"Another Life"
by Paul La Farge
Originally published in the July 2, 2012 issue of The New Yorker.

“Another Life” is a relatively short story made up of two long, basically equal-length paragraphs. In the first paragraph we meet the four main characters: the husband, the wife, Jim LaMont (the sleazebag), and April P (the bartender). For most of the story, the narration closely follows the husband, who rather unwillingly is accompanying his wife to her father’s sixtieth birthday party in Boston. He only lasts a few hours at the party, returning to the hotel early, planning to read some of Rousseau’sDiscourse on the Origin of Inequality.

It’s when he reads the line “Nature commands every animal and the beast obeys. Man feels the same impulsion, but knows that he is free to acquiesce or resist.” And thus, the husband takes his first steps to another life. He realizes he doesn’t want to read Rousseau (why should he feel compelled to read about freedom?), so he does something he never does: goes down to the hotel bar for a drink. After having a friendly conversation with April P, the husband sits back while she goes to talk to another customer, the sleazebag: “This man is a total sleazebag, although the husband doesn’t know it yet.” Soon the wife has returned. To my surprise, the wife runs off with the sleazebag after a minimal attempt at covering up what she’s going to do:

The sleazebag shakes his wife’s hand, and it looks as if her hand kind of lingers in his. Then the sleazebag leaves. The wife stands up. I left my shawl at the party, she says. I’m going to run back and get it. Will you be all right? Sure, the husband says. The wife hurries out of the bar.

This is still in the first paragraph, and you can probably guess the rest, even the sudden appearance of drugs and awkward sex. This is a fairly predictable story that at times feels a bit like a summary (see the passage I just quoted); while I liked that the husband and the wife are simply called “the husband” and “the wife,” that also enforced the sensation that I was reading a summary.  “Another Life” also kind of beats you over the head as it covers familiar ground: is the husband more free by resisting or by doing whatever he wants?

That said, the ending of the story put me on the positive side of indifferent. It’s a bit tricksy (and perhaps a bit reminiscent of a story or two we’ve just read, so I know a few of you won’t like it), but for me it made the story a bit deeper and a bit more interesting, even giving some additional depth to the simple names “the husband” and “the wife.” It also showed that La Farge was not simply retreading familiar ground. Nevertheless, a passable story, in my opinion.

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By |2016-07-18T18:03:55-04:00June 25th, 2012|Categories: New Yorker Fiction, Paul La Farge|Tags: |7 Comments


  1. Jon June 25, 2012 at 2:13 pm

    I agree with the post. I thought this was entertaining in a “workman-like” kind of way. (I’d say “genre” fiction, but I’m not sure what genre you’d call it.)

    The one thing I wonder about was the wife chasing after the sleazebag–that just felt like an off-note in comparison to the overall realist tone. I wonder if it’s because it’s being told from the bartender’s perspective, so reflects her feelings about the sleazebag and the wife (resulting in a little bit of a cartoonish description).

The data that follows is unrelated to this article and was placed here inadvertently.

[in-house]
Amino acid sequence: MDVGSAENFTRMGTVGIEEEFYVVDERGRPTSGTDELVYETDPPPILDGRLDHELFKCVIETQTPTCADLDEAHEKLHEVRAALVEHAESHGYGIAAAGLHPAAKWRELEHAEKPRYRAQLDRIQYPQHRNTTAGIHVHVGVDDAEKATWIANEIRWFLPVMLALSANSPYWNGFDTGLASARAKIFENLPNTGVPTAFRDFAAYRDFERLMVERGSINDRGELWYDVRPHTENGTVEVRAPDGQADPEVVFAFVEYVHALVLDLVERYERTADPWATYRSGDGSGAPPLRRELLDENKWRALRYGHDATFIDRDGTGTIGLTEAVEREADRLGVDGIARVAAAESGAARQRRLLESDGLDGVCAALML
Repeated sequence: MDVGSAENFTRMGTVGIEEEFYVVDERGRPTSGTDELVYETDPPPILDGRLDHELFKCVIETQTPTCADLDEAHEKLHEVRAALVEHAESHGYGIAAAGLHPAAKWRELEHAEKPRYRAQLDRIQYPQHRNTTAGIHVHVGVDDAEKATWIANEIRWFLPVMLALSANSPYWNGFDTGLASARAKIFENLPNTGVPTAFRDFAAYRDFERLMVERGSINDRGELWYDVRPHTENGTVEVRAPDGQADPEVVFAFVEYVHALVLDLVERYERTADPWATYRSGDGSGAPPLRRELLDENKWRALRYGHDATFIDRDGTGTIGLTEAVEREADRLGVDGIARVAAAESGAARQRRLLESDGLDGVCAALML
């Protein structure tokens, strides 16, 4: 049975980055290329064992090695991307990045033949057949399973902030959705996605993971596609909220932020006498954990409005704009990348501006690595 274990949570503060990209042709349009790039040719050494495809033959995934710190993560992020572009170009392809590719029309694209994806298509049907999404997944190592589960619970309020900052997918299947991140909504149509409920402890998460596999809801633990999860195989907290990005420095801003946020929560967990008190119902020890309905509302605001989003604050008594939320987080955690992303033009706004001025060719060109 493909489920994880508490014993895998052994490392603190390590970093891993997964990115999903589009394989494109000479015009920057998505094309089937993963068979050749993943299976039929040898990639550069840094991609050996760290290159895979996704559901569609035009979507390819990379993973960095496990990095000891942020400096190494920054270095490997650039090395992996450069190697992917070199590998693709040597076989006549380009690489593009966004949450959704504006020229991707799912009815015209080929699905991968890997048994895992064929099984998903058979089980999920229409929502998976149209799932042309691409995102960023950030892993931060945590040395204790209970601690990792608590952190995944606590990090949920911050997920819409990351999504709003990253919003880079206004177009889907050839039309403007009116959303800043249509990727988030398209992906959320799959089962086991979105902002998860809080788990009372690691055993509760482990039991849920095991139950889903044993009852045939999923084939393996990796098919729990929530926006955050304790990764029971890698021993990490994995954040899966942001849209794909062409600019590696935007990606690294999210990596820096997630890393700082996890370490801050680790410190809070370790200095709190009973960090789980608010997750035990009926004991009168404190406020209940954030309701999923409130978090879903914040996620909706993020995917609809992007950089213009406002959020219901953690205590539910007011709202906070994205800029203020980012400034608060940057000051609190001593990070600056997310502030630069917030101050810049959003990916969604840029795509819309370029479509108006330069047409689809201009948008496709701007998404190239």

2. Shelley June 25, 2012 at 7:21 pm

    Sounds like it’s ennui-laden?

    So many of those….

  3. cbjames June 25, 2012 at 8:13 pm

    I’m off topic here, but have you seen Andrew Sullivan’s blog today? He has links up to audio files of Flannery O’Conner reading The Life You Save May Be Your Own. I’ve not listened to them myself yet, but I will soon. One is a “newly discovered recording” or something like that.

  4. Trevor June 25, 2012 at 8:28 pm

    Jon, I appreciate your thoughts on why the wife running off with the sleazebag is so quick and strange — I think you’re right, and I think that’s why we have “the husband” and “the wife.” I hadn’t thought of that, and it makes me more accepting of that part and a bit more appreciative of the overall story.

    cbjames, I think I saw those mentioned on twitter but didn’t have the time to seek them out. Now that I know a proper blog post has them, I will. She’s possibly my favorite author, so this is a must!

  5. Ken June 28, 2012 at 4:06 pm

    I like stories that have a good, smooth flow to them (like the oft-criticized El Morro by David Means) and so this went down well but the story itself felt so cliched, the device of having the husband read a book that then influenced his decisions struck me as particularly heavy-handed and artificial, and then the reflexivity of having the characters be writers pushed it over the edge into the tiresome. The description of the narrator’s stories “they have no point, they go on and on and then, then they stop” is obviously meant to reflect upon this story “Another Life” by Paul La Farge. It does and it doesn’t exactly reflect well upon it.

  6. jerry June 30, 2012 at 11:29 pm

    i thought the ending was really good…i enjoyed the story better than anything I have read in the magazine in the last month.

  7. Roger July 4, 2012 at 9:58 pm

    I enjoyed the rhythm of this; it reminded me of Saramago in that way. But I agree with Ken about the story’s shortcomings, and would add that I didn’t find it believable when pretty April P has sex with this man, twice her age and behaving so pathetically (e.g., drunkenly whining “I’m a fuckup.”). If a writer is going to write about a writer, he should have a really good reason for it. A desire to write an overtly self-referential story is not a good enough reason. Next!

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